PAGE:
Pop-up marketplace on Olvera Street creates space for small businesses to express pride in culture

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Wednesday, September 28, 2022
Olvera Street pop-up allows vendors to express pride in their culture
It's Hispanic and Latin American Heritage Month and this monthly pop-up marketplace on Olvera Street is a perfect way to celebrate.

DOWNTOWN LOS ANGELES (KABC) -- If you're looking to celebrate Hispanic and Latin American Heritage Month, a pop-up marketplace on historic Olvera Street in downtown Los Angeles might be a good fit.

The monthly event is called Molcajete Dominguero, and organizers say it's a place where small businesses can express pride in their culture.

One of the vendors, Neri, Rivas, specializes in "repujado," which means to push out. The art is done on aluminum and he typically makes items with religious and pop art themes.

He said he's on a mission to keep this type of art alive.

"It's dying in Mexico, it's dying in Latin America. People really don't know about it so when they come here to any of the shows and I'm vending, they say 'I've never seen it before'."

The pop-up started before the pandemic and made it through some difficult times. Visitors can find unique items, often one-of-a-kind handmade works of art.

"The importance of Molcajete Dominguero was to go ahead and bring our community together. Before (it) started we didn't have a lot of pop-up events that focused on our culture," said Betty Carlos.. Organizer..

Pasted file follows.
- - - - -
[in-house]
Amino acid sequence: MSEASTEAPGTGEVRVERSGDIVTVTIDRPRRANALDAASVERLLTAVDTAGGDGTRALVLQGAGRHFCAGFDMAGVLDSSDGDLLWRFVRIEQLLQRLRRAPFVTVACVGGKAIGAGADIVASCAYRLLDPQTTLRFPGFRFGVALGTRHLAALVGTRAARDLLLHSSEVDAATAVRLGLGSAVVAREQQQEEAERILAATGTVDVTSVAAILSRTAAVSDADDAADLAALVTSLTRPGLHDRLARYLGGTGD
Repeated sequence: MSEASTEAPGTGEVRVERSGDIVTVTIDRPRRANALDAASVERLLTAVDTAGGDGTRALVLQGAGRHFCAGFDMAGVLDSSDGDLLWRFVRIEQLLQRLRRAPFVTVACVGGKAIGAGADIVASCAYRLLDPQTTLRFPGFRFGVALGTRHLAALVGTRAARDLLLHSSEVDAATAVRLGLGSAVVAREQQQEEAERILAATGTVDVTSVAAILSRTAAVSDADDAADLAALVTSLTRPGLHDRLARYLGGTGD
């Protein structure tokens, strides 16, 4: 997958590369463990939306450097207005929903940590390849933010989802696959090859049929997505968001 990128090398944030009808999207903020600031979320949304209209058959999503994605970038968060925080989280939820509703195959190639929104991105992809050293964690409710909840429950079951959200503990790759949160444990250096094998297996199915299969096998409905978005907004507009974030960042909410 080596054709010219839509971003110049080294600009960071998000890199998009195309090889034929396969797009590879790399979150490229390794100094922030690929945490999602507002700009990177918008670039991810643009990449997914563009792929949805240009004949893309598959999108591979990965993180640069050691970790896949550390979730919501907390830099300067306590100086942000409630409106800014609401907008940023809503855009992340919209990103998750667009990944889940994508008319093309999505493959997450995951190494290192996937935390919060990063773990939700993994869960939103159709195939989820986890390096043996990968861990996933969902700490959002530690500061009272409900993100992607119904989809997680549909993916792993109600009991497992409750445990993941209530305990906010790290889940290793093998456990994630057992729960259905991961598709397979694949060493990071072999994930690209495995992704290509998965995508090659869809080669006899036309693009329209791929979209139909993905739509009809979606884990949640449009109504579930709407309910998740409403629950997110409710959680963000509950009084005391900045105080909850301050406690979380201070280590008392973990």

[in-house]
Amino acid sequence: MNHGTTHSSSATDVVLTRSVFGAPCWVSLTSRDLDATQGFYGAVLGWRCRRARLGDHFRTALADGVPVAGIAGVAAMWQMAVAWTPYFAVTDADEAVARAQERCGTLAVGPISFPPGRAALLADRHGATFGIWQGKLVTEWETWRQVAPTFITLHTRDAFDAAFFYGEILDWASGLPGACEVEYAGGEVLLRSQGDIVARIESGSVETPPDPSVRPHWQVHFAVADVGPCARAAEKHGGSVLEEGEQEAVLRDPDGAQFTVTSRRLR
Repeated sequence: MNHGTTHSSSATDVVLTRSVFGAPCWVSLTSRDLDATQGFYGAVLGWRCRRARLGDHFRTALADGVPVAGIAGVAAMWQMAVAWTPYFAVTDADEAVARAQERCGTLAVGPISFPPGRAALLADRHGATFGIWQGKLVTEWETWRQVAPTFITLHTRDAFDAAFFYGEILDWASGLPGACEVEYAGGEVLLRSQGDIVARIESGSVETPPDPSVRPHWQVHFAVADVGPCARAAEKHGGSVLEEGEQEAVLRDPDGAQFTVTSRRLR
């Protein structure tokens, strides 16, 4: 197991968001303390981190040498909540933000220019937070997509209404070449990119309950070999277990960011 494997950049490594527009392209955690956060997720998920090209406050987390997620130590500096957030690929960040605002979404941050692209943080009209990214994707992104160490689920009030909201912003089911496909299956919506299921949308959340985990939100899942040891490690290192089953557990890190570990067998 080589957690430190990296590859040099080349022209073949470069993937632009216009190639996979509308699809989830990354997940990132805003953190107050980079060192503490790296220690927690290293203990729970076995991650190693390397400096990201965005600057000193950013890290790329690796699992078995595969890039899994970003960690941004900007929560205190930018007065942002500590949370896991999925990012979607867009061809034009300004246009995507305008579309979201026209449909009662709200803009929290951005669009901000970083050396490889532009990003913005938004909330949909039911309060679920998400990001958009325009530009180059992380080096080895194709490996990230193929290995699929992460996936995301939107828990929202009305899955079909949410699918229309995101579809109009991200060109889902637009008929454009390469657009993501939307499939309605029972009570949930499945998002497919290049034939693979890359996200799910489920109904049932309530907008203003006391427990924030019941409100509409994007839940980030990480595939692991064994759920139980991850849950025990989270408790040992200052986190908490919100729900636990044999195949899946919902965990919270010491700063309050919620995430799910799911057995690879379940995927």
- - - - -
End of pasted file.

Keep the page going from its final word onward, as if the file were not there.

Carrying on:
Small business owners like Vanessa Zamudio can express pride in their culture and sell their products. Her business, Zelicious Creations, makes tasty treats and snacks with a unique twist.

"With my products, it's the chile, it's the spices that go into the gummy bears and the gummy worms," she said. "Traditionally, they're sweet, but we put a kick into it... it's natural tamarind and chili spices."

Organizers say it's just an example of the amazing items that are made by some very creative people and it's important that people know where they can find products that are rooted in Mexico and other Latin American places.

"Support your local small business vendor. They're important. It's supporting someone's dream," Zamudio said.

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